General Motors warns Trump: tariffs could lead to ‘smaller GM’ and fewer jobs
Car giant, which utilizes 18,000 people worldwide, follows Harley-Davidson in cautioning Trump that tariffs policy is mistake
General Motors warned on Friday that expansive US tariffs on imported vehicles being considered by the Trump administration could lead to a smaller GM and perils isolating US firms from the global market.
The car giant which hires 180,000 people worldwide became the second famous US brand this week to warn of the dangers of Trumps escalating trade dispute. This week Harley-Davidson said the levies would force it to relocate some production overseas a warning that drew a furious reply from Donald Trump.
The Trump administration launched an investigation into whether imported vehicles posed a national security threat in May, and Trump has repeatedly threatened to quickly enforce a 20% import tariff on vehicles.
The largest US automaker said in comments filed on Friday with the US commerce department that overly broad tariffs could lead to a smaller GM, a reduced presence at home and abroad for this iconic American company, and hazard less not more US jobs.
GM said the tariffs could hike vehicle costs and reduce sales. Even if automakers opted not to pass on higher expenditures this could still lead to less investment, fewer jobs, and lower wages for our employees. The carry-on effect of less investment and a smaller workforce could delay breakthrough technologies.
Toyota filed separate remarks opposing the tariffs on Friday saying they would threaten US manufacturing, chores, exportations, and economic prosperity.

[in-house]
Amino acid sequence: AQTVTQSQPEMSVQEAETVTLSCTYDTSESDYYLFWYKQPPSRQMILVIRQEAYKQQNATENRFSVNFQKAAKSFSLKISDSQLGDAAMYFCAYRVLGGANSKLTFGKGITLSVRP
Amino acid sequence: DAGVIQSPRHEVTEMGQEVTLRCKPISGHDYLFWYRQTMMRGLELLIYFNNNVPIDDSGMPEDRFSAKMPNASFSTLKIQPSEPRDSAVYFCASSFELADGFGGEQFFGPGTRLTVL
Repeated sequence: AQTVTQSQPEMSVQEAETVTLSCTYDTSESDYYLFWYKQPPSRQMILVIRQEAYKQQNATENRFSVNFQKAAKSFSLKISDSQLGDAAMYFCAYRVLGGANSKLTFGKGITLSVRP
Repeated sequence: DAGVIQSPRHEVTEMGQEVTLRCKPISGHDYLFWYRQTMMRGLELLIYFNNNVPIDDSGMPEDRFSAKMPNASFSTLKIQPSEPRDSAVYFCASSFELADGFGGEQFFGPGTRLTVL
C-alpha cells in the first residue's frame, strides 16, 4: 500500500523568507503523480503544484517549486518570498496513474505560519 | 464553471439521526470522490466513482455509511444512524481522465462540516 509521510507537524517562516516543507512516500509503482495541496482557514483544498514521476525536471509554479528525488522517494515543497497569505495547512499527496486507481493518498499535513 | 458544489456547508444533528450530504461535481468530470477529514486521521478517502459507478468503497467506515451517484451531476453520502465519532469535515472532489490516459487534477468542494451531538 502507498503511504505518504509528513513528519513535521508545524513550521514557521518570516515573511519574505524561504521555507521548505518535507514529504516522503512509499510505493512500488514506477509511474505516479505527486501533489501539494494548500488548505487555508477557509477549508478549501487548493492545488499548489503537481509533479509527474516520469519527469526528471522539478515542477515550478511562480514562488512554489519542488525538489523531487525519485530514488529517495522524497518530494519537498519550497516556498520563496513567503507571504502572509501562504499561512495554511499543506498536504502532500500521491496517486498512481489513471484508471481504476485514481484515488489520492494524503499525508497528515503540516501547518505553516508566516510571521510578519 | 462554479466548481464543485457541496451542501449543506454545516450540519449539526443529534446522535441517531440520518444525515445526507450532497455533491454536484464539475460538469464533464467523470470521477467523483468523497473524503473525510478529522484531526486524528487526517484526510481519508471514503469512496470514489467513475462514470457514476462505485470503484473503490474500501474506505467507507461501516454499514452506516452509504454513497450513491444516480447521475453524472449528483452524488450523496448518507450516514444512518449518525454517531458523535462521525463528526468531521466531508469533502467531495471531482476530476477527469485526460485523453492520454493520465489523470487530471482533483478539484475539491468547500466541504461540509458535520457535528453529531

The company noted that Trump has repeatedly praised the automaker for investing in the United States, including a new $1.3 bn joint venture assembly plant in Alabama with Mazda.
These investments reflect our confidence in the US economy and in the power of the concerned authorities taxation cuts, Toyota said in its submission.
Toyota noted that international automakers assembling vehicles in the United States are based in countries including Japan, German and South Korea that are Americas closest allies.
The company added it was hard to foresee a situation in which any of them would engage in an armed conflict with the US or cut off furnishes of defense materials, and if they did, the United States would have an easy recourse of simply seizing their US plants.
The car corporations commentaries come after groups representing Americas largest retailers, car manufacturers and the agriculture industry warned of the serious negative economic the health effects of the trade dispute and called on Congress to support a bill that would rein in the presidents power to impose tariffs by invoking a threat to national security.
It is now also increasingly clear that the way the steel and aluminium tariffs have been used will be translated into retaliatory tariffs from our largest trading partners and closest friends, and that retaliation will have serious negative economic impacts on the United States, they wrote in a letter to US senators.
Reuters contributed to this article